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Transmission dynamics of Tasmanian devil facial tumor disease may lead to disease-induced extinction


McCallum, HI and Jones, M and Hawkins, CE and Hamede Ross, RK and Lachish, S and Sinn, DL and Beeton, N and Lazenby, B, Transmission dynamics of Tasmanian devil facial tumor disease may lead to disease-induced extinction, Ecology, 90, (12) pp. 3379-3392. ISSN 0012-9658 (2009) [Refereed Article]

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Copyright © 2009 by the Ecological Society of America

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DOI: doi:10.1890/08-1763.1


Most pathogens threatening to cause extinction of a host species are maintained on one or more reservoir hosts, in addition to the species that is threatened by disease. Further, most conventional host–pathogen theory assumes that transmission is related to host density, and therefore a pathogen should become extinct before its sole host. Tasmanian devil facial tumor disease is a recently emerged infectious cancer that has led to massive population declines and grave concerns for the future persistence of this largest surviving marsupial carnivore. Here we report the results of mark–recapture studies at six sites and use these data to estimate epidemiological parameters critical to both accurately assessing the risk of extinction from this disease and effectively managing this disease threat. Three sites were monitored from before or close to the time of disease arrival, and at three others disease was well established when trapping began, in one site for at least 10 years. We found no evidence for sex-specific differences in disease prevalence and little evidence of consistent seasonal variation in the force of infection. At all sites, the disease was maintained at high levels of prevalence (>50% in 2–3-year-old animals), despite causing major population declines. We also provide the first estimates of the basic reproductive rate R0 for this disease. Using a simple age-structured deterministic model, we show that our results are not consistent with transmission being proportional to the density of infected hosts but are consistent with frequency-dependent transmission. This conclusion is further supported by the observation that local disease prevalence in 2–3-year-olds still exceeds 50% at a site where population density has been reduced by up to 90% in the past 12 years. These findings lend considerable weight to concerns that this host-specific pathogen will cause the extinction of the Tasmanian devil. Our study highlights the importance of rapidly implementing monitoring programs to determine how transmission depends on host density and emphasizes the need for ongoing management strategies involving a disease-free "insurance population," along with ongoing field monitoring programs to confirm whether local population extinction occurs.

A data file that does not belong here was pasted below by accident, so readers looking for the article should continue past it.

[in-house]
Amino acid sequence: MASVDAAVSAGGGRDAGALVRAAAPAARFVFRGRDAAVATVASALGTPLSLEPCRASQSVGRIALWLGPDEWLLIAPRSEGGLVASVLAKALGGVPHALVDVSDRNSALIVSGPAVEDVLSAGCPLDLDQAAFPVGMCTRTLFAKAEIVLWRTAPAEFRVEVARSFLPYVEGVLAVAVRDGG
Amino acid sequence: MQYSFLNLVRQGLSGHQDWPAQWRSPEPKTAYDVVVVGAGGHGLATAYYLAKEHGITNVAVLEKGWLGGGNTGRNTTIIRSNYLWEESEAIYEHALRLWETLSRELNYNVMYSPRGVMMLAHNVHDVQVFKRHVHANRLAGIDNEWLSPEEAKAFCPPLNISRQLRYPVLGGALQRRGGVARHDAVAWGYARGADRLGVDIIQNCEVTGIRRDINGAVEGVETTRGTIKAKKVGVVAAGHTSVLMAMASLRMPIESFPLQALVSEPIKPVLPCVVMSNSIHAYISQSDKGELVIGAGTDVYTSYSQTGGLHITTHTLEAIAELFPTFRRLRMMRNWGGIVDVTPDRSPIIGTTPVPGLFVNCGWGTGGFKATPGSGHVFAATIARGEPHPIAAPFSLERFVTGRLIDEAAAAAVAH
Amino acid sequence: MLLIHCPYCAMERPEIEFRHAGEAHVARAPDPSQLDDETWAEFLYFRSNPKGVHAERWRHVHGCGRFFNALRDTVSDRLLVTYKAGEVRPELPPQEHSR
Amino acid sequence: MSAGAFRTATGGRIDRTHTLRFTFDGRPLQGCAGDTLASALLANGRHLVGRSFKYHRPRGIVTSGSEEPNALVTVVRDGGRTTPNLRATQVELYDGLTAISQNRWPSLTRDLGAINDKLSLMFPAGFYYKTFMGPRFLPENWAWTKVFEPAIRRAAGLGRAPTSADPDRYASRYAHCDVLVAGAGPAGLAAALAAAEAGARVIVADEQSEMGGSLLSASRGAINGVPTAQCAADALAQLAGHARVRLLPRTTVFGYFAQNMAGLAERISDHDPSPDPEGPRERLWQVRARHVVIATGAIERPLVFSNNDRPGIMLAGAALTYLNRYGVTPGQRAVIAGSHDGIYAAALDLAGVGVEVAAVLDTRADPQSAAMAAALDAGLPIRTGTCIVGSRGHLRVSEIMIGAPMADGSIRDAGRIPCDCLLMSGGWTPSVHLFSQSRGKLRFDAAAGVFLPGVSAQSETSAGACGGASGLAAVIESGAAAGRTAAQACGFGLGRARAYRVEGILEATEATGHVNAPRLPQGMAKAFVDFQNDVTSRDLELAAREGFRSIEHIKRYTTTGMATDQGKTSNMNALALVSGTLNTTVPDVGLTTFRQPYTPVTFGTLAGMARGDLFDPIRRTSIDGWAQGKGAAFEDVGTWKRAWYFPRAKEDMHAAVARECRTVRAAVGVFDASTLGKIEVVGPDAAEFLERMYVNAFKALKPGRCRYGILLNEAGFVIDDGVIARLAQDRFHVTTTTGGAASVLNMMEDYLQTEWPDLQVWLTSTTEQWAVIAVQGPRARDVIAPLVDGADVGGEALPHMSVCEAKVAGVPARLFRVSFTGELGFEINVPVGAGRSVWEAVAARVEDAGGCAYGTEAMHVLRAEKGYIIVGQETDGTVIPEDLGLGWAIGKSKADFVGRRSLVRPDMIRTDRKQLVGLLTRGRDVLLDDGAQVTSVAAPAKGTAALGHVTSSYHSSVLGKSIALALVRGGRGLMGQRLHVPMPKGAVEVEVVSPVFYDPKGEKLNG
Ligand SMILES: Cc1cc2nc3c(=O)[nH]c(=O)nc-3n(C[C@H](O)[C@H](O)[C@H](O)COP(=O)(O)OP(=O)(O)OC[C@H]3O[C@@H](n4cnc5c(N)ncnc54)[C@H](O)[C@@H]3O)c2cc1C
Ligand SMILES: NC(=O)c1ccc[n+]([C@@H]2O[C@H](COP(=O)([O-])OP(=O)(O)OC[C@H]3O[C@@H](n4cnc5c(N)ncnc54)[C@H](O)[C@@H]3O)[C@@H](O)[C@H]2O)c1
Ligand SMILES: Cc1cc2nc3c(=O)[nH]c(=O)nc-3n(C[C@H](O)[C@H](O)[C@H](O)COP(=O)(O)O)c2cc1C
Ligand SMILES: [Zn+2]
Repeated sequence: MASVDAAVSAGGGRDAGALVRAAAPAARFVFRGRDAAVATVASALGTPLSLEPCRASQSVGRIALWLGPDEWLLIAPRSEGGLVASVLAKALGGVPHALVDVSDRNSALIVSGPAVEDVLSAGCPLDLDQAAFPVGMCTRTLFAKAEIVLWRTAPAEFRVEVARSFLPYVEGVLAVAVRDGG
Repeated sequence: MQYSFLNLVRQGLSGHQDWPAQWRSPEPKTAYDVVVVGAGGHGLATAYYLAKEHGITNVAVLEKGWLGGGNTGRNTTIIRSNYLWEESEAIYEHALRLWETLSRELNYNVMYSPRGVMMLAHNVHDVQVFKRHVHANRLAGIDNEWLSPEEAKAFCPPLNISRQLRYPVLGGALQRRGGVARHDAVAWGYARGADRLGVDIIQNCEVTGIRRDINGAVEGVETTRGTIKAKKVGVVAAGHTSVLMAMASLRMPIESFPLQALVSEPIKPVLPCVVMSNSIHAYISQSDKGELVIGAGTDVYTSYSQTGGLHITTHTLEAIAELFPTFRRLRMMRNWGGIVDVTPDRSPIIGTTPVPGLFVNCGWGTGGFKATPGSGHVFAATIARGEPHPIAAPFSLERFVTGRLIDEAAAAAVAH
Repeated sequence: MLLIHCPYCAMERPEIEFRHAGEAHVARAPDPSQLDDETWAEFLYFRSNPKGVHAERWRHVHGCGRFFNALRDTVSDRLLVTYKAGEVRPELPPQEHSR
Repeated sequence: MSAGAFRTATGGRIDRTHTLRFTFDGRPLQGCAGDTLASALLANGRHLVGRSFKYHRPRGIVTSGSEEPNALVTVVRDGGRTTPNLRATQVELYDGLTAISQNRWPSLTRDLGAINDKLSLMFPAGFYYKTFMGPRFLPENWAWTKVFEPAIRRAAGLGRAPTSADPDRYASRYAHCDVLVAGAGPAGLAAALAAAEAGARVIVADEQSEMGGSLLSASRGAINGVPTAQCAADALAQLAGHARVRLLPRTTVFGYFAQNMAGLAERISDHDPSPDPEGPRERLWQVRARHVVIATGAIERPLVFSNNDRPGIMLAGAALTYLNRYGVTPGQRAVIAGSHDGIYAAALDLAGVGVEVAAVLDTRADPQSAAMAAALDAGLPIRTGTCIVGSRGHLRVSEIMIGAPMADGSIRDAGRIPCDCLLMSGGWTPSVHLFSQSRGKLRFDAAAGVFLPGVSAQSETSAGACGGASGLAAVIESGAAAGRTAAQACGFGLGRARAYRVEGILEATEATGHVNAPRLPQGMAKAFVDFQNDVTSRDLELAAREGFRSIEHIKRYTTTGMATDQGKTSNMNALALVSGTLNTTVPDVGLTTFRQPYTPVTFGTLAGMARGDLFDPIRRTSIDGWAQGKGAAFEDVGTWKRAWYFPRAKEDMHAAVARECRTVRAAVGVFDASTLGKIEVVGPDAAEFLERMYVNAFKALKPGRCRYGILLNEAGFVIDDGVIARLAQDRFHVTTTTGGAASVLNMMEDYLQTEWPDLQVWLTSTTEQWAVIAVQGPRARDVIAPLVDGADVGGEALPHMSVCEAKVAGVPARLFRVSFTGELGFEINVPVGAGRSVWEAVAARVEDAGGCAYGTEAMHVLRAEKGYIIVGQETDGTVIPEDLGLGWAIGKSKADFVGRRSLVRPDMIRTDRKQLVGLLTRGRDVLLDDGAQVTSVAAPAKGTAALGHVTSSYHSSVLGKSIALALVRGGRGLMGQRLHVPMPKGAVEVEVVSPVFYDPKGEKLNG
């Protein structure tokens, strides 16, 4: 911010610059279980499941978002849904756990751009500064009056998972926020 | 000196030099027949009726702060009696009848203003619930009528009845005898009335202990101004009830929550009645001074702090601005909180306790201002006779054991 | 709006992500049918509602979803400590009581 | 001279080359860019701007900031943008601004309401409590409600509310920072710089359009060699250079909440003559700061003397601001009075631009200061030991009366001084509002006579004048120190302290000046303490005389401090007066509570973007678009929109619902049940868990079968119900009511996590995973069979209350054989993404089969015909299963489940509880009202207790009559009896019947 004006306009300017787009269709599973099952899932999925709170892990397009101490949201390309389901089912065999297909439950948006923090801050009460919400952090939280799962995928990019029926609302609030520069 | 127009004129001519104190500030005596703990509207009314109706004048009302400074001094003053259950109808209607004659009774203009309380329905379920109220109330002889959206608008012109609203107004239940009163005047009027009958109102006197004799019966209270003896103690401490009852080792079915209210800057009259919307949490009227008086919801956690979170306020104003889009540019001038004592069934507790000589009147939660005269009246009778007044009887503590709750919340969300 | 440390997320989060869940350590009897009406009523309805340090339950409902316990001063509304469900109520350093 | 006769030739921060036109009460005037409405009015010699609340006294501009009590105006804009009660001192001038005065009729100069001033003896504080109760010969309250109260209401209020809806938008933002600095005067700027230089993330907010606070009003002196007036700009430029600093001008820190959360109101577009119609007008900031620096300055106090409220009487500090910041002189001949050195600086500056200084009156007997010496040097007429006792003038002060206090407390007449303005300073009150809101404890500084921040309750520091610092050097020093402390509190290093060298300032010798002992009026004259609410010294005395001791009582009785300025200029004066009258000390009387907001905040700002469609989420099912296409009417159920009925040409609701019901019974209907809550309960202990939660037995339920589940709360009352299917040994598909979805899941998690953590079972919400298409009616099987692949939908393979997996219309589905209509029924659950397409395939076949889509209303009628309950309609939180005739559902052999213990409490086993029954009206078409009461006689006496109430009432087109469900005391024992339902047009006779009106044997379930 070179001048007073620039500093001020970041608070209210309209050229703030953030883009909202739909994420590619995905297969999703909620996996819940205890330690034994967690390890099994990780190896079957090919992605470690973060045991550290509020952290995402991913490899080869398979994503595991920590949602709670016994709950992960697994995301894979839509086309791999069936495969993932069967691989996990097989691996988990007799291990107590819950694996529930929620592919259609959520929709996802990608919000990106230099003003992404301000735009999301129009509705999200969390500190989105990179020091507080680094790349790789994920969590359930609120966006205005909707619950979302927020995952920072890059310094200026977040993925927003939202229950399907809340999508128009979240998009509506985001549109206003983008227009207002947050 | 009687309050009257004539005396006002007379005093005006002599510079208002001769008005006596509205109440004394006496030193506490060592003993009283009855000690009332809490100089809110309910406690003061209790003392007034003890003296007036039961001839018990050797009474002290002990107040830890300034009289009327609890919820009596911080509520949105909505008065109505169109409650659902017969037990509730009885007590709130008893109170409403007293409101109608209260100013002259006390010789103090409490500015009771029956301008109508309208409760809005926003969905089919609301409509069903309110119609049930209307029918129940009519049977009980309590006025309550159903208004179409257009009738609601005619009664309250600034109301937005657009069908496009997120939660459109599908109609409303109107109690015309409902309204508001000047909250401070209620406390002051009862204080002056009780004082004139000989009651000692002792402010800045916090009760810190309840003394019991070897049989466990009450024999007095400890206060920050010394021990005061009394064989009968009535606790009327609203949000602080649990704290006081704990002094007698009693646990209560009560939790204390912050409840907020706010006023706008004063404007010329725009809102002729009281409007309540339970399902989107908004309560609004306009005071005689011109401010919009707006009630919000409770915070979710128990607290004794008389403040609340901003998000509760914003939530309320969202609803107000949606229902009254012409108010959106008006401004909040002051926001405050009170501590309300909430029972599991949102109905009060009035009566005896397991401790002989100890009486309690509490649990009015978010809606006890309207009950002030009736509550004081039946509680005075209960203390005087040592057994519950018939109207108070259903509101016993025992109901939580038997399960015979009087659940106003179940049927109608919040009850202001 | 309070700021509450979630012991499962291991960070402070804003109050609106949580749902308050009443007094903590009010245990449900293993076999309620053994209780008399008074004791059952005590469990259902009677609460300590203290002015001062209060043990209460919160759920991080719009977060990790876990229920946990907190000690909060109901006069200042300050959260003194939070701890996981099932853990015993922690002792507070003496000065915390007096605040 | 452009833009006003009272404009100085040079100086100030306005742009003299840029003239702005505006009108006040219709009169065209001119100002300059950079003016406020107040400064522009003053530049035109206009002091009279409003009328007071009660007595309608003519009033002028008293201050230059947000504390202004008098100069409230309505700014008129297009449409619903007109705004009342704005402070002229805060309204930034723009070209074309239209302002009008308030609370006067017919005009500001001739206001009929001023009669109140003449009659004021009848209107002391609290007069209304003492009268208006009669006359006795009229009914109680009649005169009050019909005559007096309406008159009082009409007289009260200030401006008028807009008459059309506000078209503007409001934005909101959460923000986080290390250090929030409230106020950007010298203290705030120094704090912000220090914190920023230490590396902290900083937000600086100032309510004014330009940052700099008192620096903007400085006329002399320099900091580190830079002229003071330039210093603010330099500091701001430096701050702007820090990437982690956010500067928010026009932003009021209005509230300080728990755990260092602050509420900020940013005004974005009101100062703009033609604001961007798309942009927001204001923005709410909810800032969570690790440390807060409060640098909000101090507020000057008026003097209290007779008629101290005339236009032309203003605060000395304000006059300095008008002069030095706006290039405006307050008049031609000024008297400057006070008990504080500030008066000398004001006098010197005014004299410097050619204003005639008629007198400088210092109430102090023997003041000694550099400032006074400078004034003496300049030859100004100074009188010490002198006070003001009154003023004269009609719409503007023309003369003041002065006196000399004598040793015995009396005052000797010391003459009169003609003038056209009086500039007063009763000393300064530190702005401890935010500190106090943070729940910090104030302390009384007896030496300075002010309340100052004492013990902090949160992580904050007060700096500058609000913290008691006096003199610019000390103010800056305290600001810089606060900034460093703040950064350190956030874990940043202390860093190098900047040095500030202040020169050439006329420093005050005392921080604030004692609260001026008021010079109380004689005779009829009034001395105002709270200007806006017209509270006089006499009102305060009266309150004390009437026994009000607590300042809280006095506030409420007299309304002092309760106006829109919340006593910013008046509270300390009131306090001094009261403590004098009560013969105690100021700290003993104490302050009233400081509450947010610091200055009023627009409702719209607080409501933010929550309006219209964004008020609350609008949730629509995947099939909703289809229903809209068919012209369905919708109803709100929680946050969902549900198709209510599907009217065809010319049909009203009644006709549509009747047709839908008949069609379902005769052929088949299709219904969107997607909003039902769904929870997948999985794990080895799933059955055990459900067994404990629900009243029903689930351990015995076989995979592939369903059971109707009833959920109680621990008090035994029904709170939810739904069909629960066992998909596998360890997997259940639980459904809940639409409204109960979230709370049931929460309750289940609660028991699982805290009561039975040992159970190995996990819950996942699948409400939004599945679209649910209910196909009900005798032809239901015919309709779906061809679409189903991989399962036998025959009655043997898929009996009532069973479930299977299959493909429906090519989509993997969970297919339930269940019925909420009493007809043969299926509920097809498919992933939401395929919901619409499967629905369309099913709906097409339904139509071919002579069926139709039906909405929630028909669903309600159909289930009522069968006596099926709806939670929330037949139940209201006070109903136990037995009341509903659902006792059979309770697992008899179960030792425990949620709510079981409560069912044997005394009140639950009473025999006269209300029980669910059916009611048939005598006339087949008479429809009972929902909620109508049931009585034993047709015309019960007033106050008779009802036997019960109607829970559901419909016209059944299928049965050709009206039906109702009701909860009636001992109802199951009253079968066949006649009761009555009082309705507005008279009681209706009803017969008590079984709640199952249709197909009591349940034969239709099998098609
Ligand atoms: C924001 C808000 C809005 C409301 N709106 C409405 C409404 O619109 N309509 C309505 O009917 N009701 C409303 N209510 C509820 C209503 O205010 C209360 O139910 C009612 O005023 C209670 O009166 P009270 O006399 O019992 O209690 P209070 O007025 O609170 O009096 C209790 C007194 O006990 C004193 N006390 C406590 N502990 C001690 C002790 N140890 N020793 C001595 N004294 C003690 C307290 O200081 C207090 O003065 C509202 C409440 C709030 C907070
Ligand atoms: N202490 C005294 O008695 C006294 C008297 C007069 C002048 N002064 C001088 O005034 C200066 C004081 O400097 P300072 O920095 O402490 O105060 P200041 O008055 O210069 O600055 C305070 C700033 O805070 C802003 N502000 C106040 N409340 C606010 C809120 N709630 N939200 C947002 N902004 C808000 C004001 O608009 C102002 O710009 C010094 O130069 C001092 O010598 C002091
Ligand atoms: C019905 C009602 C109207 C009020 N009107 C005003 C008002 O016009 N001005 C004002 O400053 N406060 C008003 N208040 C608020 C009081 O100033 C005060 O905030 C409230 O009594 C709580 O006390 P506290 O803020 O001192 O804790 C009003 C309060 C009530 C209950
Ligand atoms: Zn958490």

Item Details

Item Type:Refereed Article
Keywords:basic reproductive number, R0, conservation biology, extinction, facial tumor disease, pathogen transmission, Sarcophilus harrisii, Tasmanian devil
Research Division:Biological Sciences
Research Group:Microbiology
Research Field:Microbial ecology
Objective Division:Environmental Management
Objective Group:Terrestrial systems and management
Objective Field:Control of pests, diseases and exotic species in terrestrial environments
UTAS Author:McCallum, HI (Professor Hamish McCallum)
UTAS Author:Jones, M (Professor Menna Jones)
UTAS Author:Hawkins, CE (Dr Clare Hawkins)
UTAS Author:Hamede Ross, RK (Dr Rodrigo Hamede Ross)
UTAS Author:Lachish, S (Ms Shelly Lachish)
UTAS Author:Sinn, DL (Dr David Sinn)
UTAS Author:Beeton, N (Dr Nicholas Beeton)
ID Code:62173
Year Published:2009
Web of Science® Times Cited:170
Deposited By:Zoology
Deposited On:2010-03-10
Last Modified:2014-01-02
Downloads:7 View Download Statistics

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